This is the time of year that many students are requesting letters of recommendation to colleges, universities, and scholarship boards.
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One thing that is hard about this is that you never know how your letters are received by the people who are reading them. My only direct experience on the other end is when I was on the admissions committee of my graduate program. What I've been told by people who do undergrad admissions and scholarships basically centers around one thing -- how well you can show a personal knowledge of the student and his/her outstanding characteristics.
I've been told that the most effective letters are ones that can give memorable anecdotes about the students. These are stories that illustrate what you think is outstanding about the student. So you have to come up with some intellectual insight you remember the student making, for example, or some particular story that shows the student's dedication to pursuing their education.
Again, it's hard to know -- I've written letters for students who have gotten big scholarships or admission to prestigious universities, but did my letters actually do any good? Who knows?
LIE! No, seriously, my own personal opinion is that what we write doesn't actually have that much impact in the large scheme of things. I have written references that have been terrible because the students never have done any work, have even insulted and threatened teachers, and they still have been accepted. On the other side, I have spent lots of time on references for students who are great and I really believe in them and they are unsuccessful. I guess this has made me a bit cynical about the value of my opinion as a teacher.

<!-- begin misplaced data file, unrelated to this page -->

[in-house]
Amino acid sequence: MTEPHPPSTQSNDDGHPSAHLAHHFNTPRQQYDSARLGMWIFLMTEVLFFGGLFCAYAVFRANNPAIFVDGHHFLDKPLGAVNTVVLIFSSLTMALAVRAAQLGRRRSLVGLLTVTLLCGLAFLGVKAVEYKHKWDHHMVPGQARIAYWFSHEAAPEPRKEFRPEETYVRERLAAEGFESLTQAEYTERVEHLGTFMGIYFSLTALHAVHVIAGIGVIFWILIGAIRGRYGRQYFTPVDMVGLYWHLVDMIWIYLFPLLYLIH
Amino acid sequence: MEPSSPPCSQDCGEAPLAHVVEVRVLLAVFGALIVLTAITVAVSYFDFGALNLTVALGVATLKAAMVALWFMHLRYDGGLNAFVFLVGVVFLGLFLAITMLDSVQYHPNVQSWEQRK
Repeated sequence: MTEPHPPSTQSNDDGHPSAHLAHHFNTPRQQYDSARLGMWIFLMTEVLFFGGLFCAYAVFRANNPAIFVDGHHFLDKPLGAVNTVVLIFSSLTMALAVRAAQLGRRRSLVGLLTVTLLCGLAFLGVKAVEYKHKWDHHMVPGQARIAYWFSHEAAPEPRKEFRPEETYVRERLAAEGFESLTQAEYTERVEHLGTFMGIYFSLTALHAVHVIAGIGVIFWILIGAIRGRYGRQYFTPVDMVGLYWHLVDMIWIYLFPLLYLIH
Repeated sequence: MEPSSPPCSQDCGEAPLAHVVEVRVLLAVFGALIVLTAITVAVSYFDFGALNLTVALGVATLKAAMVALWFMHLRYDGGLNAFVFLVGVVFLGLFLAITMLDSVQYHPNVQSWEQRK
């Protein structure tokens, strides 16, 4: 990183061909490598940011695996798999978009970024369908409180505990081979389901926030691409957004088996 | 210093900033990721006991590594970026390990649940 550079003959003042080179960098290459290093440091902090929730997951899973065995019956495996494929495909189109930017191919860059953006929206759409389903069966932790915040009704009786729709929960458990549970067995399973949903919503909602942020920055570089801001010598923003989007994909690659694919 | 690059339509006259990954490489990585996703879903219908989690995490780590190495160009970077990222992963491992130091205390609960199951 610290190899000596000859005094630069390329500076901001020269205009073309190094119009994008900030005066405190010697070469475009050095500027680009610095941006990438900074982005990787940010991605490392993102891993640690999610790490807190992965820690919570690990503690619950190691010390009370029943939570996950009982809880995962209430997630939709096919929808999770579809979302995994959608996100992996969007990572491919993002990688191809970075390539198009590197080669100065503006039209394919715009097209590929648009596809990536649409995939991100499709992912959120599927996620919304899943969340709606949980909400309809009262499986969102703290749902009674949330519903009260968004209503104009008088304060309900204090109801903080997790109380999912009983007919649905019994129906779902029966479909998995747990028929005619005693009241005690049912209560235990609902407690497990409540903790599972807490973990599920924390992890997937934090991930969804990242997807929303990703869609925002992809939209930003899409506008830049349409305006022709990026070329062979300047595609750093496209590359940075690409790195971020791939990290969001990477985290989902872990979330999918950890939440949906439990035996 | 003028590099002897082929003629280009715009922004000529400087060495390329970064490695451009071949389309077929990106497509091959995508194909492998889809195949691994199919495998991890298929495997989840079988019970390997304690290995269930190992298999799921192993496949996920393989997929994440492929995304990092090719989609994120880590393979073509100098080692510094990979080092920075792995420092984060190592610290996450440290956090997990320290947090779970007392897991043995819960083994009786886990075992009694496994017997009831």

I am frequently asked to write letters of recommendation. For high school students, I focus on at least one detailed anecdote, along with a list of adjectives that are appealing. I include several brief details as well that exemplify the adjectives I use to describe the student.
I like to try to portray the student as a "real person" for the admissions or scholarship committee to be able to "see" via my writing.
With so much emphasis on considering community service in awarding scholarships, anything that the teacher can underscore lends verity to the student's entries of service on the application form. Here, too, is an opportunity to write a narrative example of what the student has done, as mentioned by drmonica above. In concurrence with her remark that using such "anecdotes" make the student real for the committees, I have had students who have been told that such anecdotes were very "informative." Of course, providing details of specific actions that the applicant acts as proof of the applicant's glowing attributes.
The best way that I found was to write a story about them. A short story full of emotion, conversation, and the way they behave. We have students enclose resumes in their applications so I never redress awards or accomplishments, those were already in the application. What schools want is to know is: what makes this student a stellar student? And to simply redress things that are in the application is completely unnecessary.
Break up the normal format. The people who serve on these screening boards read hundreds of these letters, so avoid introducing the letter with the standard introduction. Start with an anecdote that demonstrates the student's worthiness, and rather than endlessly go on about their extracurricular achievements (which are in the application anyway), include a paragraph on what specific skills will translate to the college level.
Just as I recommend that students use their essays to show the committees things which can't be found in all the fill-in-the-blank stuff, I remind myself to do the same on student recommendations. Somehow I need to show things about each student which display what I most appreciate about them as students--without sounding like just another teacher writing a hyperbolic assessment. I agree, though; it all seems like rather a crap shoot to me. But I press on, of course.